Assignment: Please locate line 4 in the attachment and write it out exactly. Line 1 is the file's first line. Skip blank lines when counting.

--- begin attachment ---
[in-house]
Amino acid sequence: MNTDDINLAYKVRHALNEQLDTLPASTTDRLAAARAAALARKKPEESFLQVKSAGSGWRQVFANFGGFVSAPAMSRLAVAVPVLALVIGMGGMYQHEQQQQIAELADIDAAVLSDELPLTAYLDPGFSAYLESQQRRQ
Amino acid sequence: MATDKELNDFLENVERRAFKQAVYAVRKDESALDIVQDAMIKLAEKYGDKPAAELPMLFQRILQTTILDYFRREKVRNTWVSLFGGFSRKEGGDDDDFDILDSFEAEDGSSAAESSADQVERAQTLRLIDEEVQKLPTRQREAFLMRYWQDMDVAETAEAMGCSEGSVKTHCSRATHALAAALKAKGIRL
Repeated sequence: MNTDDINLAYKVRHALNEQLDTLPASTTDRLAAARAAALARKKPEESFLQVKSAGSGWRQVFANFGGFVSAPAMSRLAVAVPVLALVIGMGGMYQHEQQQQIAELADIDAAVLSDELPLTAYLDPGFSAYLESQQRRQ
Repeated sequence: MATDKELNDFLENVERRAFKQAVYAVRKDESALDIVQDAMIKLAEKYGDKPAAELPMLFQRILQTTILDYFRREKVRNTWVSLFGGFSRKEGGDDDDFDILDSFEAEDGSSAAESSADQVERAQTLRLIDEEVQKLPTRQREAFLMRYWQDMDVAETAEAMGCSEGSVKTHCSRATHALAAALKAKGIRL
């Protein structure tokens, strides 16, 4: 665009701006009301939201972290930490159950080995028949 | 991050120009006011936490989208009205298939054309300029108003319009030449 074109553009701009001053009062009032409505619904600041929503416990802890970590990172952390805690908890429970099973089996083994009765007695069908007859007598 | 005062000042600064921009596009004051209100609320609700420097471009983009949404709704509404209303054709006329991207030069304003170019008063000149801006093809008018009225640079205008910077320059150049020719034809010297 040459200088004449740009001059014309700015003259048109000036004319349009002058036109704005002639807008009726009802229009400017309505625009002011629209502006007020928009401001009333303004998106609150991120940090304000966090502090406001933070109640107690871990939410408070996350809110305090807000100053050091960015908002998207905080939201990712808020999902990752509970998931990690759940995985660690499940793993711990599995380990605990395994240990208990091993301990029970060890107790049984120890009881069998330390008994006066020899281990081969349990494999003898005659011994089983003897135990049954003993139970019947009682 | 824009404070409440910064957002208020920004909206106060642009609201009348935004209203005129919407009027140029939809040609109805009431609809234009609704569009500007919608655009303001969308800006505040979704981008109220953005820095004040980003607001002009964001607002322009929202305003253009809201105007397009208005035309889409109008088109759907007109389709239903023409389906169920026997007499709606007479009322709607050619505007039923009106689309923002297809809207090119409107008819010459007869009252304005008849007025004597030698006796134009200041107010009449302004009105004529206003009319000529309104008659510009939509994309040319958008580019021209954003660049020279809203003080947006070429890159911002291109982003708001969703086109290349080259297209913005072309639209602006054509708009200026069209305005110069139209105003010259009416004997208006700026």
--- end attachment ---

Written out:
Repeated sequence: MNTDDINLAYKVRHALNEQLDTLPASTTDRLAAARAAALARKKPEESFLQVKSAGSGWRQVFANFGGFVSAPAMSRLAVAVPVLALVIGMGGMYQHEQQQQIAELADIDAAVLSDELPLTAYLDPGFSAYLESQQRRQ